Morton missed a month with the ailment but returned in September and improved his endurance and stamina over five starts as the Rays geared up for a playoff run. Though Morton was still significantly less effective than he was in his 2019 season, he produced 14 strikeouts and yielded zero home runs over ten innings in his final two starts. This approach certainly paid dividends for Morton and the Rays, as Morton proved to be a reliable arm as the Rays made their run to the World Series. Over three starts in the ALDS and ALCS, Morton pitched 15 2⁄3 innings, allowing just one run, four walks, while producing 17 strikeouts. Though he was not dominant, he was once again highly effective. Morton ended his season on a less than ideal note due to a subpar performance against the Dodgers in the World Series, as they tagged him for five runs and his only postseason longball allowed in 2020. But, it’s hard to say this dampened his postseason, as he still posted a 2.70 ERA / 2.59 FIP / 3.77 xFIP across his four October outings.
Nonetheless, in a somewhat surprising move, the Rays declined his $15 million option for the 2021 season. Once that decision was made, many immediately identified the Braves as a logical destination for Morton to resume his career. Morton had always seemed open to a return to where his career began, and there were indications both sides had mutual interest in a contract before the 2019 season. Though the opportunity did not work out then, it was a “better late than never” situation for both Morton and the Braves, as he signed a deal for the same amount of his declined option with Atlanta.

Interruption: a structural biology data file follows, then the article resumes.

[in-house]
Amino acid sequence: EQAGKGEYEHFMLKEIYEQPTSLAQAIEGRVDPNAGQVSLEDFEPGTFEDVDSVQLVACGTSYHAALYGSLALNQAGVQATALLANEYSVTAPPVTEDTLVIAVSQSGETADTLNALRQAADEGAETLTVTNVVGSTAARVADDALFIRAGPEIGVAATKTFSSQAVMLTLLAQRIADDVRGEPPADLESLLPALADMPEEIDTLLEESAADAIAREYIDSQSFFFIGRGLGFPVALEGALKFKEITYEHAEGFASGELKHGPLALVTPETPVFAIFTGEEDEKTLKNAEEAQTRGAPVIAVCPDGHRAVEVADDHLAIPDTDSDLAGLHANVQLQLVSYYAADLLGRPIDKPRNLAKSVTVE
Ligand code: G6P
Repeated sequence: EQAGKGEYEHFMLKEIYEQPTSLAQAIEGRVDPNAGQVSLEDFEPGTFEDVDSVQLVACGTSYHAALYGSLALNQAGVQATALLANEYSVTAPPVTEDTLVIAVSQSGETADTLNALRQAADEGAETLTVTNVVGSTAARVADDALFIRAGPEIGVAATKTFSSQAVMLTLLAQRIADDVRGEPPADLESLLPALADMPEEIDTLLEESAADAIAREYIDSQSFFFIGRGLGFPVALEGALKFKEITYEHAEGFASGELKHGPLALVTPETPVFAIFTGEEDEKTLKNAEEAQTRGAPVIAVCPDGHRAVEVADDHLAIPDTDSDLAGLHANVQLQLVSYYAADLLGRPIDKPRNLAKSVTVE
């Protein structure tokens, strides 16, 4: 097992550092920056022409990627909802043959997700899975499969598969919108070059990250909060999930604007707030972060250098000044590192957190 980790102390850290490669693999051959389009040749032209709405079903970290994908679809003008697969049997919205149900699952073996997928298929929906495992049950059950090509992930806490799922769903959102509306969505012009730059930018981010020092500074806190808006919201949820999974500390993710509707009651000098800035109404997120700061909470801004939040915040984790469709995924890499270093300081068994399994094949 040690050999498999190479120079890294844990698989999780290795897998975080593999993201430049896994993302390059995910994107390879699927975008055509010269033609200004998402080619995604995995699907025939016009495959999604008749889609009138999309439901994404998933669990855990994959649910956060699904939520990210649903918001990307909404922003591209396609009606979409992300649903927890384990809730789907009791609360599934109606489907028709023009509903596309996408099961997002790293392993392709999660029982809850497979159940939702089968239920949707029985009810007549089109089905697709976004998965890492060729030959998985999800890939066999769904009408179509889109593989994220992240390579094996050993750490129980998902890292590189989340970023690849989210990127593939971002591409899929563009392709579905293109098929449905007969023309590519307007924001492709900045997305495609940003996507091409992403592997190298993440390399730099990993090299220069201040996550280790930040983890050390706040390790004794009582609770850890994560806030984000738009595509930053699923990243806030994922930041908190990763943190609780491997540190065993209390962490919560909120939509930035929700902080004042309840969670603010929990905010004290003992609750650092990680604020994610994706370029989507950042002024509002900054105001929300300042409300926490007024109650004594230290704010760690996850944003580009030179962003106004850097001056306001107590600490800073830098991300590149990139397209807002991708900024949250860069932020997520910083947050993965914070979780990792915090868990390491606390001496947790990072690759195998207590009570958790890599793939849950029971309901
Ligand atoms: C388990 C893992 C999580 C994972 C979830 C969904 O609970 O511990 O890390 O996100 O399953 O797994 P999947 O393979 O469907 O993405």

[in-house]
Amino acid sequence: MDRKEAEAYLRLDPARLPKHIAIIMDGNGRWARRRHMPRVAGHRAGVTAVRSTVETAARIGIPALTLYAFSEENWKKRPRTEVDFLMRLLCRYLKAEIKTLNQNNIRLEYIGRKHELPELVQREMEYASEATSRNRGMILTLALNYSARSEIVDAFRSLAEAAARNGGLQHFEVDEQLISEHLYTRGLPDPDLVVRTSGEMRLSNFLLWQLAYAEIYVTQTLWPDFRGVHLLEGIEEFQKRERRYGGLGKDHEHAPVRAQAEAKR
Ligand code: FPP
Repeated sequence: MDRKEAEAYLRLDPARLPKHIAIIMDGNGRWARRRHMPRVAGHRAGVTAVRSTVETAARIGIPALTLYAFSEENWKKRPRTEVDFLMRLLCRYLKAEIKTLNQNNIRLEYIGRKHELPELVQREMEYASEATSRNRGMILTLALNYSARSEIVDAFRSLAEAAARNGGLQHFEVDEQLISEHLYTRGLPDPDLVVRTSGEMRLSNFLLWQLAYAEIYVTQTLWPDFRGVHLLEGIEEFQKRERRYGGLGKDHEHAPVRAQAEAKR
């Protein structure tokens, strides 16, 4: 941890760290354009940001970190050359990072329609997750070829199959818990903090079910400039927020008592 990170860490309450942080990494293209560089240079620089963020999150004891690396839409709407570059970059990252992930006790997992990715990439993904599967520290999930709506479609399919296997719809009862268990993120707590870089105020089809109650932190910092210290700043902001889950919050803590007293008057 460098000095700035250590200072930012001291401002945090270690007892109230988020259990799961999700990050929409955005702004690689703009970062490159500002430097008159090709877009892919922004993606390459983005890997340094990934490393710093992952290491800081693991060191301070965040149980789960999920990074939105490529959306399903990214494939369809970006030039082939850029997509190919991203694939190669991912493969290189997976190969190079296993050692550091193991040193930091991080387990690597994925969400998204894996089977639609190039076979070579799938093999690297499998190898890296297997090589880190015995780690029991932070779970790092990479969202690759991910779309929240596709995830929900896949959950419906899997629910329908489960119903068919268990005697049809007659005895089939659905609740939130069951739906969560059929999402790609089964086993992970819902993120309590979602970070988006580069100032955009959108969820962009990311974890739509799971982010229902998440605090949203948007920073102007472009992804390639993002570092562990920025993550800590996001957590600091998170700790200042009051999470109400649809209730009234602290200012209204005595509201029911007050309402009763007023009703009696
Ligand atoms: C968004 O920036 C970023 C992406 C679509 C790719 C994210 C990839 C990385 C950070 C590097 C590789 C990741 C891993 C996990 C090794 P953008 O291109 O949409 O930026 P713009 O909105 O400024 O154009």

For 2021, the Braves would obviously love to have Morton as close to his 2019 form as possible. However, with Morton already having turned 37, the odds are strongly against him hitting that peak once again. Fortunately, there is still plenty of room for Morton to benefit the Braves, even if anything close to a 6 WAR season isn’t within reach. Steamer and ZiPS both see Morton in the 3-win range across 130-170 innings of work. That’s roughly consistent with his 2020 on a rate basis, where despite an inflated ERA (111 ERA-), he still had a sparkling 80 FIP- and better-than-average 90 xFIP-. If the Braves can keep him healthy and able to deal anywhere close to what he did in the 2020 postseason, they and Morton should be just fine.